Oil con­cerns tem­per Euro­pean stocks

Asian shares edge lower, yen strength hits Tokyo

Kuwait Times - - BUSINESS -

Oil prices fell more than 1.5 per­cent yes­ter­day, cap­ping gains on Euro­pean eq­ui­ties, as mar­kets waited to see whether OPEC would be able to ham­mer out a mean­ing­ful out­put cut dur­ing a meet­ing to rein in a global sup­ply over­hang and prop up prices. Ital­ian bank­ing stocks staged some­thing of a re­cov­ery af­ter Monte dei Paschi’s res­cue plan got off to an en­cour­ag­ing start but min­ers came un­der re­newed sell­ing pres­sure af­ter a sharp de­cline in com­modi­ties prices.

“The fact that the FTSE 100 is go­ing one way and the FTSE 250 is go­ing the other way sug­gests that there is a sec­tor spe­cific event go­ing on, as the FTSE 100 is more com­modi­ties heavy,” said In­vestec econ­o­mist Philip Shaw.

The miner-heavy FTSE 100 in­dex was down 0.56 per­cent but the FTSE Mid 250 edged higher at 1145 GMT. Out­side of the com­modi­ties sec­tor, in­vestors ap­peared in­clined to take on more risk, with Ital­ian stocks up 0.94 per­cent and the bank­ing sub-in­dex up 2.3 per­cent. This helped push the STOXX Europe 600 In­dex up 0.16 per­cent in early trades, though it head­ing back to­wards par­ity by 1145 GMT. “There seems to be some hope that Monte dei Paschi’s debt-for-equity swap will go through, but I don’t think any­one is op­ti­mistic about the bank­ing sec­tor in Italy,” said OANDA se­nior mar­ket an­a­lyst Craig Er­lam. Monte dei Paschi’s res­cue plan got off to a good start af­ter Gen­er­ali’s board ap­proved a con­ver­sion of 400 mil­lion eu­ros in Monte dei Paschi sub­or­di­nated bonds into shares, ac­cord­ing to Ital­ian press re­ports.

MSCI’s broad­est in­dex of Asia-Pa­cific shares out­side Ja­pan fell 0.27 per­cent af­ter two days of gains. Tokyo stocks slipped 0.3 per­cent, hit by a rel­a­tively strong yen.

Euro­pean gov­ern­ment bond mar­kets were also trend­ing in this di­rec­tion, with safe-haven Ger­men gov­ern­ment bond yields up 1-2 ba­sis points and lower-rated Ital­ian, Span­ish and Por­tuguese bond yields lower. Italy, in fo­cus ahead of a ref­er­en­dum this week­end, led the gains on the day with its 10-year bond yields down 6.9 ba­sis points to 1.98 per­cent. Yields also fell af­ter Reuters re­ported that the Euro­pean Cen­tral Bank is ready to by more Ital­ian bonds if there is tur­moil af­ter the con­sti­tu­tional ref­er­en­dum on Sun­day.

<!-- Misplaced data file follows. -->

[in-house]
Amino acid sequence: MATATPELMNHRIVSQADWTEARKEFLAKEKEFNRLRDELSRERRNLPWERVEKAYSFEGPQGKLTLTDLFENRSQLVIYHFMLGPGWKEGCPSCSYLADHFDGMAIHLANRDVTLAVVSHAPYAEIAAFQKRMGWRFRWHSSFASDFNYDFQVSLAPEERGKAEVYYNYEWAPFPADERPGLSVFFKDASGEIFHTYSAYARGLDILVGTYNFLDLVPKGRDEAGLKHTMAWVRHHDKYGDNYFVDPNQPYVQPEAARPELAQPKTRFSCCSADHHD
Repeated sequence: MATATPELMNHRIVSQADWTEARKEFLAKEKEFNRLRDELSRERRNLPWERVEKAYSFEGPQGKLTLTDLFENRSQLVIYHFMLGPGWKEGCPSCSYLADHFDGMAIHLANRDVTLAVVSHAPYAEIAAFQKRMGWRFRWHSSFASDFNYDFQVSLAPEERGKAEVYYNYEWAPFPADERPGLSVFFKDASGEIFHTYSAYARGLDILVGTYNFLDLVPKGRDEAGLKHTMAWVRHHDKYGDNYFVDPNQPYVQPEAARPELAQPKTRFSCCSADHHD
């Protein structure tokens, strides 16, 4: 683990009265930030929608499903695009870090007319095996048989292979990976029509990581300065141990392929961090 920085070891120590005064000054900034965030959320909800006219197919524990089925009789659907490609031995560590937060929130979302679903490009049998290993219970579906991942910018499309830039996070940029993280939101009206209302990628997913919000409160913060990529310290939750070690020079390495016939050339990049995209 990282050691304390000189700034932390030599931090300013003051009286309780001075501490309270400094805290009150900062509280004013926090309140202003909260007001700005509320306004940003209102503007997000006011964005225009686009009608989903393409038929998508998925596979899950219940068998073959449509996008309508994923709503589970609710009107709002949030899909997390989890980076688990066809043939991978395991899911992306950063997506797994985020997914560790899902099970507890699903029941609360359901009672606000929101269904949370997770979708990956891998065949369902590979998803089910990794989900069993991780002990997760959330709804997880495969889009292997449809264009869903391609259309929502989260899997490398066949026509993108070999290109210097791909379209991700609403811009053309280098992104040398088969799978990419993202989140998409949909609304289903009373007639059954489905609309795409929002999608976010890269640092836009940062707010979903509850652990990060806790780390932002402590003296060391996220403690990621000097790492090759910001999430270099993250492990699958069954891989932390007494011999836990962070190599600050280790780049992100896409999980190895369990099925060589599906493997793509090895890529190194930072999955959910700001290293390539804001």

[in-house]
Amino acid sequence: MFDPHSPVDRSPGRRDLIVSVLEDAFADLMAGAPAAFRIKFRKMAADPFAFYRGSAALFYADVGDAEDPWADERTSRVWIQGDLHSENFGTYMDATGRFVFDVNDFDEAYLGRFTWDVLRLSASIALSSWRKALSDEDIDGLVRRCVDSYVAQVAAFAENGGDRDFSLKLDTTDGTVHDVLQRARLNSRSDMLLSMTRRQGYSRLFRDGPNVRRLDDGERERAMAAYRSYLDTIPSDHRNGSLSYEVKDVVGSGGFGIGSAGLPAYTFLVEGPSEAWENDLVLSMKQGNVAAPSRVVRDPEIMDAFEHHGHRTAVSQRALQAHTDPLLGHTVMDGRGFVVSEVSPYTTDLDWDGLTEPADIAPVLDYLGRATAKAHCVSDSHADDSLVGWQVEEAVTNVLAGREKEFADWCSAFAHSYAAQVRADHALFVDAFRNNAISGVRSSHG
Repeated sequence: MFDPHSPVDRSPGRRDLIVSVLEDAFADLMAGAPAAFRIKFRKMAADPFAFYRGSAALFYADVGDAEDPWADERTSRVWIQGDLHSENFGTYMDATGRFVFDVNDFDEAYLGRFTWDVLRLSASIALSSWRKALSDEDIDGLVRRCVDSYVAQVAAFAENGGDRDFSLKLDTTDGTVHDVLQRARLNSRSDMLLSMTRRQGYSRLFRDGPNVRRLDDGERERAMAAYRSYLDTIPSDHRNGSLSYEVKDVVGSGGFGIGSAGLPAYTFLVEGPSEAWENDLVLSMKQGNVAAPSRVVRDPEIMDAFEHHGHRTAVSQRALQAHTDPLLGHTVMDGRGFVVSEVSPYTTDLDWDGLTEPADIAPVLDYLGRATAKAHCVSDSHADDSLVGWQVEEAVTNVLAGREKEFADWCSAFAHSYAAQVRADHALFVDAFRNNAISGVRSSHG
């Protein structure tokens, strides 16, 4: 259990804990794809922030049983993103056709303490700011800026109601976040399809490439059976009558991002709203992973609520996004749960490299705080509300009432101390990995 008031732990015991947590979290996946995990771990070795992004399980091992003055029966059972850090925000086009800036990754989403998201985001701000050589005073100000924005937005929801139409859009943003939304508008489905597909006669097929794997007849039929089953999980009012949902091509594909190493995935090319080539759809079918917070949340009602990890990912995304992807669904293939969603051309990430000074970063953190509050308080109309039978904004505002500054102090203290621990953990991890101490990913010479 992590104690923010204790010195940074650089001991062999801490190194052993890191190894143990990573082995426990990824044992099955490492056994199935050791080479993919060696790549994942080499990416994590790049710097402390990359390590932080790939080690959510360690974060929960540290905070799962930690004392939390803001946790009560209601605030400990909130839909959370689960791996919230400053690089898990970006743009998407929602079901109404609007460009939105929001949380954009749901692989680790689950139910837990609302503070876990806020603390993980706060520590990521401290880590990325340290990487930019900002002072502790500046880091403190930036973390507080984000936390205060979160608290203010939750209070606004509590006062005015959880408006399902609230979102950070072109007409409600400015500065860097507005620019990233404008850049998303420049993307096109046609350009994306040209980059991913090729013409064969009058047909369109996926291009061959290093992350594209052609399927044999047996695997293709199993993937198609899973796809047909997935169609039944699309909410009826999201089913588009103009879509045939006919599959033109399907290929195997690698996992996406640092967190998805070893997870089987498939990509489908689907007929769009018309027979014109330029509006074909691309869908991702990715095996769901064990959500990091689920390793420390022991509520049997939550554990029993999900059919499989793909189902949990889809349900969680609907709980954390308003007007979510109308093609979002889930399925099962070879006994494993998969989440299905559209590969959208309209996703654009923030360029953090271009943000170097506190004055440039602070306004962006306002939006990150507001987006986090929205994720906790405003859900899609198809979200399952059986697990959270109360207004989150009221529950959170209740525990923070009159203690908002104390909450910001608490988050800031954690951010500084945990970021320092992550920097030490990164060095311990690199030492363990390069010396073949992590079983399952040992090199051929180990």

“Citi’s base case is for a No vote to pre­vail with po­lit­i­cal un­cer­tain­ties likely to re­main el­e­vated over the near-term,” wrote an­a­lysts at Citi. “It’s worth watch­ing whether PM Renzi re­signs in the event of a No vote as promised, be­fore rush­ing into euro shorts.” The event has brought Italy’s ail­ing bank­ing sec­tor sharp re­lief, and ear­lier this week Ital­ian bank­ing stocks hit their low­est point since end-Septem­ber on con­tin­ued wor­ries over a cash call at trou­bled Monte dei Paschi. “Renzi has been such a mas­sive driv­ing force in terms of find­ing al­ter­na­tives to re­form the bank­ing sec­tor, so him go­ing would be prob­lem­atic even with­out con­sid­er­ing the po­lit­i­cal in­sta­bil­ity it would bring,” said Er­lam.

The po­lit­i­cal risk kept the euro re­strained de­spite the pull­back in the dol­lar. The sin­gle cur­rency fell 0.17 per­cent to $1.0597. The dol­lar was again mov­ing higher on the yen to reach 112.615, af­ter profit-tak­ing pulled it down as far as 111.58. It re­mains over 7 per­cent higher for the month. Deal­ers re­ported Ja­panese buy­ing for the new month with or­ders to­day set­tling on Dec 1.

Against a bas­ket of cur­ren­cies, the dol­lar held at 101.330 and not far from last week’s 14-year peak. The green­back was still on track for its strongest twom­onth gain since early 2015, un­der­pinned by ex­pec­ta­tions the Fed­eral Re­serve is al­most cer­tain to hike in­ter­est rates next month. — Reuters

SHANG­HAI: A man fills a wheel cart with ce­ment at a construction site of a res­i­den­tial sky­scraper in Shang­hai yes­ter­day. Chi­nese house­hold debt has risen at an ‘alarm­ing’ pace as prop­erty val­ues have soared, an­a­lysts say, rais­ing the risk that a real es­tate down­turn could send shock­waves through the world’s sec­ond largest econ­omy. —AFP

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